Jack Vance, described by his peers as "a major genius" and "the greatest living writer of science fiction and fantasy," has been hidden in plain sight for as long as he has been publishing—six decades and counting. Yes, he has won Hugo, Nebula, and World Fantasy awards and has been named a Grand Master by the Science Fiction and Fantasy Writers of America, and he received an Edgar from the Mystery Writers of America, but such honors only help to camouflage him as just another accomplished genre writer. So do the covers of his books, which feature the usual spacecraft, monsters, and euphonious place names: Lyonesse, Alastor, Durdane. If you had never read Vance and were browsing a bookstore's shelf, you might have no particular reason to choose one of his books instead of one next to it by A. E. van Vogt, say, or John Varley. And if you chose one of these alternatives, you would go on your way to the usual thrills with no idea that you had just missed out on encountering one of American literature's most distinctive and undervalued voices.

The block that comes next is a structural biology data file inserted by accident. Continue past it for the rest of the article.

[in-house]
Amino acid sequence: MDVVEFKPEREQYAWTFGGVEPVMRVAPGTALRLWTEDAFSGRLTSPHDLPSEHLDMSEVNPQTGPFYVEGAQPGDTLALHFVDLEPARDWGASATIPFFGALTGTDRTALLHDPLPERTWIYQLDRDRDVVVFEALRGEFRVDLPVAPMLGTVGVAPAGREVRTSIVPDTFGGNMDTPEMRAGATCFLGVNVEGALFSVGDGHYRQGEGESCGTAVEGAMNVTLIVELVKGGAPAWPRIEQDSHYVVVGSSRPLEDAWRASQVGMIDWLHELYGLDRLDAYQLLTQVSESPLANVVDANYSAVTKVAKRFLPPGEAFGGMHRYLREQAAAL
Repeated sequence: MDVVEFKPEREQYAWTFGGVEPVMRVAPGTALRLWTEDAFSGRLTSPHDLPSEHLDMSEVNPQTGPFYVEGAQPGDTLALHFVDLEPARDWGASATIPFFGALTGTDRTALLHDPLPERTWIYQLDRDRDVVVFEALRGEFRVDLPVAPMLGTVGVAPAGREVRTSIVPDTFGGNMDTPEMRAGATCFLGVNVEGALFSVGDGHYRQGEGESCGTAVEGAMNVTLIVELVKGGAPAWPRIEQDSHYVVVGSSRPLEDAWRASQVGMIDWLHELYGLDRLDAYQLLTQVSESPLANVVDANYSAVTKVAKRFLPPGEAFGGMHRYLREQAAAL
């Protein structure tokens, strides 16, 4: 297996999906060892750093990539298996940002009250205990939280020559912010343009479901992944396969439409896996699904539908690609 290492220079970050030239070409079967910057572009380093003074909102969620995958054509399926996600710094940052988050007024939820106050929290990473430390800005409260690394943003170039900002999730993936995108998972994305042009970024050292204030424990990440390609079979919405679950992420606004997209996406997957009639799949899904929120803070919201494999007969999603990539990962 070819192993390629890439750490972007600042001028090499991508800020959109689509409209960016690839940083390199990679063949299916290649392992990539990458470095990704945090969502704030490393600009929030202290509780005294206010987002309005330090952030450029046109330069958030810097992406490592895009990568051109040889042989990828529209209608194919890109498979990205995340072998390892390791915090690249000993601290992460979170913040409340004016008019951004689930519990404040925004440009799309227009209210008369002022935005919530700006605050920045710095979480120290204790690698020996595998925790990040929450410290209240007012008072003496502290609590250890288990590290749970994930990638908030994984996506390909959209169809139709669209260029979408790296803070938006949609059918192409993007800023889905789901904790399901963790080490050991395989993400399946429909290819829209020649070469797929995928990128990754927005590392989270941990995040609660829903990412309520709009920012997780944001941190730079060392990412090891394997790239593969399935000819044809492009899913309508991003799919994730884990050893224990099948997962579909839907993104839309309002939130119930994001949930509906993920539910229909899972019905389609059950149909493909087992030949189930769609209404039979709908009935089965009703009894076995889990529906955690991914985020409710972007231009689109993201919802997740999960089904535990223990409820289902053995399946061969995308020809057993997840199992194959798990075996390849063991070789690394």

That's how Vance's fans see it, anyway. Among them are authors who have gained the big paydays and the fame that Vance never enjoyed. Dan Simmons, the best-selling writer of horror and fantasy, described discovering Vance as "a revelation for me, like coming to Proust or Henry James. Suddenly you're in the deep end of the pool. He gives you glimpses of entire worlds with just perfectly turned language. If he'd been born south of the border, he'd be up for a Nobel Prize." Michael Chabon, whose distinguished literary reputation allows him to employ popular formulas without being labeled a genre writer, told me, "Jack Vance is the most painful case of all the writers I love who I feel don't get the credit they deserve. If 'The Last Castle' or 'The Dragon Masters' had the name Italo Calvino on it, or just a foreign name, it would be received as a profound meditation, but because he's Jack Vance and published in Amazing Whatever, there's this insurmountable barrier."